Writing the perfect question

Update: now that I’ve actually posted this, I’ve added a tinyurl to it for easy reference: http://tinyurl.com/stack-hints. Nice and easy to remember for comments :)

A while ago, I wrote a blog entry on how to answer questions helpfully on sites like Stack Overflow. Recently I saw a meta question about bad questions and thought it would be worth following up with another blog post on asking questions. For the sake of convenience – and as Stack Overflow is so popular – I will assume the question is going to be asked on Stack Overflow or a similar Stack Exchange site. Most of the post doesn’t actually depend on that, but if you’re asking elsewhere you may need to tweak the advice a little.

There are plenty of similar resources around, of course – in particular, Eric Raymond’s How to Ask Questions the Smart Way is a perennial favourite. Still, I think I can bring something to the table.

The Golden Rule: Imagine You’re Trying To Answer The Question

If you don’t remember anything else from this post, remember this bit. Everything else follows from here. (And yes, this does smack somewhat of Matthew 7:12.)

Once you’ve finished writing your question, read it through. Imagine you were coming to it fresh, with no context other than what’s on the screen. Does it make sense? Is it clear what’s being asked? Is it easy to read and understand? Are there any obvious areas you’d need to ask about before providing an answer? You can usually do this pretty well however stuck you are on the actual question. Just apply common sense. If there’s anything wrong with the question when you’re reading it, obviously that will be a problem for whoever’s actually trying to answer it. So fix the problems. Improve the question until you can read it and think, “If I only knew the answer to the question, it would be a pleasure to provide that answer.” At that point, post and wait for the answers to come rolling in.

Obviously this is somewhat easier to do if you have a certain amount of experience answering questions, particularly on the forum where you’re about to post. So, what should you be looking out for?

Question title

When a reader first sees your question, they’re likely to be scrolling down a list of snippets. The most eye-catching part of the snippet will be the title – so use that text wisely. While you can include language or platform information, you should only do so naturally – not as a sort of “header”. For example, this is bad:

Java: Why are bytes signed?

But this is okay:

Why are bytes signed in Java?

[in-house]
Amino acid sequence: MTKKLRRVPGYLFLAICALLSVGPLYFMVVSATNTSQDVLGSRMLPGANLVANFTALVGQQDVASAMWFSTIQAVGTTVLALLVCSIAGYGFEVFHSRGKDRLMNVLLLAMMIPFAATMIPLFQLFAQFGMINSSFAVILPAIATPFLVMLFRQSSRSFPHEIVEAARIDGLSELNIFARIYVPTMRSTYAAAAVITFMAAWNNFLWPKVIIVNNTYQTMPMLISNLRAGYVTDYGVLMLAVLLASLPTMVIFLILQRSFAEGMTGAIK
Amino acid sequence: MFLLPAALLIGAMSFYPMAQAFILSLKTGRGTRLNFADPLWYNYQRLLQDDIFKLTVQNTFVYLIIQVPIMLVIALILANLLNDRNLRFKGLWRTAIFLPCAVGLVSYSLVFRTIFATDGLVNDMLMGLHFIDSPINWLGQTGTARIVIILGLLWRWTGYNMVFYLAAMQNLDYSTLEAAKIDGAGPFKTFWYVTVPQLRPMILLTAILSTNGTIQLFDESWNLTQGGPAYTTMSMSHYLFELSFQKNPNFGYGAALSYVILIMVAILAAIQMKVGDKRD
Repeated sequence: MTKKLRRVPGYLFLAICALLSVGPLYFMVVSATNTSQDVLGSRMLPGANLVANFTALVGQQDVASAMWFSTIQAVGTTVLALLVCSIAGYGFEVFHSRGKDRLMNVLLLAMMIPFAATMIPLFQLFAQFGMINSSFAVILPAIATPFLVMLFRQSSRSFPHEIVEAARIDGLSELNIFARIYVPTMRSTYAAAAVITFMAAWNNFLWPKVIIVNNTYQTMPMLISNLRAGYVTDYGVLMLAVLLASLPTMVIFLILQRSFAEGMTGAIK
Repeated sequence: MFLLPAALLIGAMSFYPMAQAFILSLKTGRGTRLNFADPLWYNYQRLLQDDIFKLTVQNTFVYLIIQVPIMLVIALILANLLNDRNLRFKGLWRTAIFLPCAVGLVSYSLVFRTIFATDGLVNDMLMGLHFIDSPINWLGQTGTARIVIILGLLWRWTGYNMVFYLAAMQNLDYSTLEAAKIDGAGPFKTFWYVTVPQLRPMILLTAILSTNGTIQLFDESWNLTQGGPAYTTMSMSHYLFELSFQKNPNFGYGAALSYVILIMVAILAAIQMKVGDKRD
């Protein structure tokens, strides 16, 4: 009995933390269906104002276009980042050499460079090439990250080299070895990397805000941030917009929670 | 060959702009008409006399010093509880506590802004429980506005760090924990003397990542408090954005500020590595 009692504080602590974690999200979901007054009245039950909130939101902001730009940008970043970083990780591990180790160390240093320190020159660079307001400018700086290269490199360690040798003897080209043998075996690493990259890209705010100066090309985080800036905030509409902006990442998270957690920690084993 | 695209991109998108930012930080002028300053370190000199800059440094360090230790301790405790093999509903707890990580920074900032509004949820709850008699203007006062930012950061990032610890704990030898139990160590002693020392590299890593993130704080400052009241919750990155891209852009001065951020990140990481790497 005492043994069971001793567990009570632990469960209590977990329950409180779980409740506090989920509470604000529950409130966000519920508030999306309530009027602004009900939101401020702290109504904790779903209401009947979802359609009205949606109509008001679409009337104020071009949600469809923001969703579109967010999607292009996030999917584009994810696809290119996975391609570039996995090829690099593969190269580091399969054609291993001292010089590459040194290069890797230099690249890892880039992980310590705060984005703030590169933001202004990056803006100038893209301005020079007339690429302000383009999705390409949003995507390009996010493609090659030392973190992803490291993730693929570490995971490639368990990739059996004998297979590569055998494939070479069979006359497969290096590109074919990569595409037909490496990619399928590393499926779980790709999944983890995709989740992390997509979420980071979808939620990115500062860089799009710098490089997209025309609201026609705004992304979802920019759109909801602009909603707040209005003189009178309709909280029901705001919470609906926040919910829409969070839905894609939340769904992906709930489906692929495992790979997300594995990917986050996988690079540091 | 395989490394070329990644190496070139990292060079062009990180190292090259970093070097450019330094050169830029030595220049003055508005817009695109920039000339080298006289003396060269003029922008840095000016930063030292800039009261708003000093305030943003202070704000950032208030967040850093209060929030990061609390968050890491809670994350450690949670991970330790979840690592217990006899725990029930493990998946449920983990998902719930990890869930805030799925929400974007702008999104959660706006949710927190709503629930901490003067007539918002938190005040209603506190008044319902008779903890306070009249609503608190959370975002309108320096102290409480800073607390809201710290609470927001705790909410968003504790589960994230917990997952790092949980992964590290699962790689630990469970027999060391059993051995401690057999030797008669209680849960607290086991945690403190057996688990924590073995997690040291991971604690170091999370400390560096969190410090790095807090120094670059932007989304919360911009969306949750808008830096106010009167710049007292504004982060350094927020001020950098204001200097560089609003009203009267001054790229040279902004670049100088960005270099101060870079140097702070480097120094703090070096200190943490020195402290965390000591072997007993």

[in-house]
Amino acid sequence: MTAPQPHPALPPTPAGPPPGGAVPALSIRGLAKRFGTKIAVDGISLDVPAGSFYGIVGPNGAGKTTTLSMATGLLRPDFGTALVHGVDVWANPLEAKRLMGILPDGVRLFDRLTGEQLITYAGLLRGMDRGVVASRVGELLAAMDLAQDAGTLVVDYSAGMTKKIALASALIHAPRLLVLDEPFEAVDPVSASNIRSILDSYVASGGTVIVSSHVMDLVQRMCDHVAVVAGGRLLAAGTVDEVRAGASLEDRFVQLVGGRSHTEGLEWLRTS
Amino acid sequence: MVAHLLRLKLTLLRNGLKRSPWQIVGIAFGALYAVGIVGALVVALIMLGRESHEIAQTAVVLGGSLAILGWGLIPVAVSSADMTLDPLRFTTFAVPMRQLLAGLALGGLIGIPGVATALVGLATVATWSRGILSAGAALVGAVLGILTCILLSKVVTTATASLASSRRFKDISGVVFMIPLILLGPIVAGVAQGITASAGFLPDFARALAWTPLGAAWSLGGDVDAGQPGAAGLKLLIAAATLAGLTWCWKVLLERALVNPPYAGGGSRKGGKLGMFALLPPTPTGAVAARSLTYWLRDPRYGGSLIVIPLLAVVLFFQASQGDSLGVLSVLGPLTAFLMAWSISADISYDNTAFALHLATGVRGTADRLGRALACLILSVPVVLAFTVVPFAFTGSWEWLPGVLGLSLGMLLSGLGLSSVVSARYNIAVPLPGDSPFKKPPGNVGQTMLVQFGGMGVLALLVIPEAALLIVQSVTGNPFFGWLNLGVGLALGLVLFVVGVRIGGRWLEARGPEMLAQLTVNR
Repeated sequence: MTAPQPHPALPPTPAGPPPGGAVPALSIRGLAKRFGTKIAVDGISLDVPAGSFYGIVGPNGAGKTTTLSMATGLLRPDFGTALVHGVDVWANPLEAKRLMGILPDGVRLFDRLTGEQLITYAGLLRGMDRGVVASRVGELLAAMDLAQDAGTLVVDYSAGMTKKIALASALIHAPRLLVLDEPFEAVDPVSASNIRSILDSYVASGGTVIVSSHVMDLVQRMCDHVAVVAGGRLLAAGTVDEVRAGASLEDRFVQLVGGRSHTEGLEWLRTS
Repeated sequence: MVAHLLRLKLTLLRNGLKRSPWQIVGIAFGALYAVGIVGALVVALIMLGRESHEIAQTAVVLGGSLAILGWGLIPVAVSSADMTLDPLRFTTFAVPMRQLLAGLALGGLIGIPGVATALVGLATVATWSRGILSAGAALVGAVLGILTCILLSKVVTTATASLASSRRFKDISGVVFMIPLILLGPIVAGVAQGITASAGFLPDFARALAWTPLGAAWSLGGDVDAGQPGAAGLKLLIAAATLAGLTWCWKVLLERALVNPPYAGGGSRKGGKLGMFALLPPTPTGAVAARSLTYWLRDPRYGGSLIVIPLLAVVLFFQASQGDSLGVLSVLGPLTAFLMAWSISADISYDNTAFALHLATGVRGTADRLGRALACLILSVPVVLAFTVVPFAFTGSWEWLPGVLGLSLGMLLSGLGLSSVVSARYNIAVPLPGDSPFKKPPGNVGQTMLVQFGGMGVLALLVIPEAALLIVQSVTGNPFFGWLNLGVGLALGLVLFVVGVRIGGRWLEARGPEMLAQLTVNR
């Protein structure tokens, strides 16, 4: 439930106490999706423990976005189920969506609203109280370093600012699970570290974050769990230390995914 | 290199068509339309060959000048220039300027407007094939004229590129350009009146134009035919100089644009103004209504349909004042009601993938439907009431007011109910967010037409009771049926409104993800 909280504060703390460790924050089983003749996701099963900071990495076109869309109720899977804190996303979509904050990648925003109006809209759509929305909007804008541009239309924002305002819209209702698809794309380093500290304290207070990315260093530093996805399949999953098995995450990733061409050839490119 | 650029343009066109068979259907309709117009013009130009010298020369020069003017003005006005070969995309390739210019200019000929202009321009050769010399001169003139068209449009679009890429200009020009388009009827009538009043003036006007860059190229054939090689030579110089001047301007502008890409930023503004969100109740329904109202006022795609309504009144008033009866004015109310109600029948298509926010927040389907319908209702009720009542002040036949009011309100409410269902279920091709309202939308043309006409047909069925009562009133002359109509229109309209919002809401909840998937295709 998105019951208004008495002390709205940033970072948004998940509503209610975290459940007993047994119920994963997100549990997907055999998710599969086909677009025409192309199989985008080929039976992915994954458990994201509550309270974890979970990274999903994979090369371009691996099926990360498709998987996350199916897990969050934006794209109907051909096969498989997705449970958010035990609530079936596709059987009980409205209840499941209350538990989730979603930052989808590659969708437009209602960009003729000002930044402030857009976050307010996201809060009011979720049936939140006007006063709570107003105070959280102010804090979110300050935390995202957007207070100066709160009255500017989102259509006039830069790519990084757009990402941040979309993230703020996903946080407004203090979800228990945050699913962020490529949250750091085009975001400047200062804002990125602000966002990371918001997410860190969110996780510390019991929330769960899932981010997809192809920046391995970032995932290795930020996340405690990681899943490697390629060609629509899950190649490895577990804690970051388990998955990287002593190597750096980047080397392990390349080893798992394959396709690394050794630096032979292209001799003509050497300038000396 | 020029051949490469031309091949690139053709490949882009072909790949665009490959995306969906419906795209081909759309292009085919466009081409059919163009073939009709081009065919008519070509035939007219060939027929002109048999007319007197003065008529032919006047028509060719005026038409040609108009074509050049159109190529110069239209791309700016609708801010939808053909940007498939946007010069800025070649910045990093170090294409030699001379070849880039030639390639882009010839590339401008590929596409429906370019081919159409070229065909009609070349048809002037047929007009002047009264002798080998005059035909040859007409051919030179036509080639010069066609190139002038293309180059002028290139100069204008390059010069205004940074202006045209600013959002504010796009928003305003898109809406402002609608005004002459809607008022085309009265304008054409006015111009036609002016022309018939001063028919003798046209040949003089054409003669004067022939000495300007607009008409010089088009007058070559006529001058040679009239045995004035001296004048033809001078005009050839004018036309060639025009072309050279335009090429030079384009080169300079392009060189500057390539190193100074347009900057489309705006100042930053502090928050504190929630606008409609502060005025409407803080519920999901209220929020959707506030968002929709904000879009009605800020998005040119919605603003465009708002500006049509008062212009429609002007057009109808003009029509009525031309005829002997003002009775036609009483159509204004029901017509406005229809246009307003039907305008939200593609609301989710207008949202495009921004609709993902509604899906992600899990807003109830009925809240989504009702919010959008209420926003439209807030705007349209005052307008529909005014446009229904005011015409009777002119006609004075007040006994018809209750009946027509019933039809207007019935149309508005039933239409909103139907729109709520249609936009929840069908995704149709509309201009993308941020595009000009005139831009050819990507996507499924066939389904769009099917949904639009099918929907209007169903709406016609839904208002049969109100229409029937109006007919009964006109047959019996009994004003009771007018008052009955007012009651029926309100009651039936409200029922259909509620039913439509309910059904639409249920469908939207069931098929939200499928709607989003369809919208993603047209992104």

Of course, you should also include this information in tags, as it will help people who pay particular attention to specific tags.

Ideally, a question title should be a question – but frankly that’s not always feasible. I would recommend favouring a short, descriptive title which captures the theme of the question without actually being a question instead of really trying to crowbar it into the form of a question when it really doesn’t want to be. That’s not an excuse for laziness though – it’s usually possible to come up with a good title which is genuinely a question.

It’s important that the question title is specific though, and has at least some meaning with no other information. A question such as “Why doesn’t this work?” makes absolutely no sense without the rest of the question. Likewise a “question” title of “Please help” is unlikely to do well.

Context

In most cases, anyone answering the question will need to know what language and platform you’re using. The basics should usually be communicated through tags, but it may very well be worth providing more information:

  • Language version (e.g. C# 4)
  • Platform version (e.g. .NET 3.5; note that this isn’t always implicit from the language version, or vice versa)
  • Operating system, if it could be relevant (e.g. particular permissions issues)
  • Any other relevant software (e.g. database type and version, the IDE you’re using, web server you’re connecting to)
  • Any other constraints. This is particularly important. It’s really annoying to give a perfectly good answer to a question, only to be told that you’re not allowed to use feature X or Y which provide the obvious solution.
    • If you have unusual constraints, it’s worth explaining why. Not only does this answer the obvious follow-up comment, but it also gives more information about what other solutions may not be applicable.

Describe what you’ve already tried and the results of any research. (You have searched for a solution to your problem before asking it, haven’t you? Stack Overflow isn’t meant to replace basic search skills.) Often there will be other people in a similar situation, but the answers didn’t quite match your situation. Just like the above point about unusual constraints, it saves time if you can point out differences between your situation and other common ones. It’s even worth referring to other related questions explicitly – particularly if they’re on the same forum. Aside from anything else, this shows a certain amount of “due diligence” – people are generally more willing to help you if can show you’ve already put some effort in.

You should absolutely make sure that you tag the question appropriately. If you’re not sure which exact tags are appropriate, see what gets auto-suggested and look at samples for each one. If that sounds like a lot of work, just remember how much time you may be able to save yourself in the long run. It gets easier over time, of course.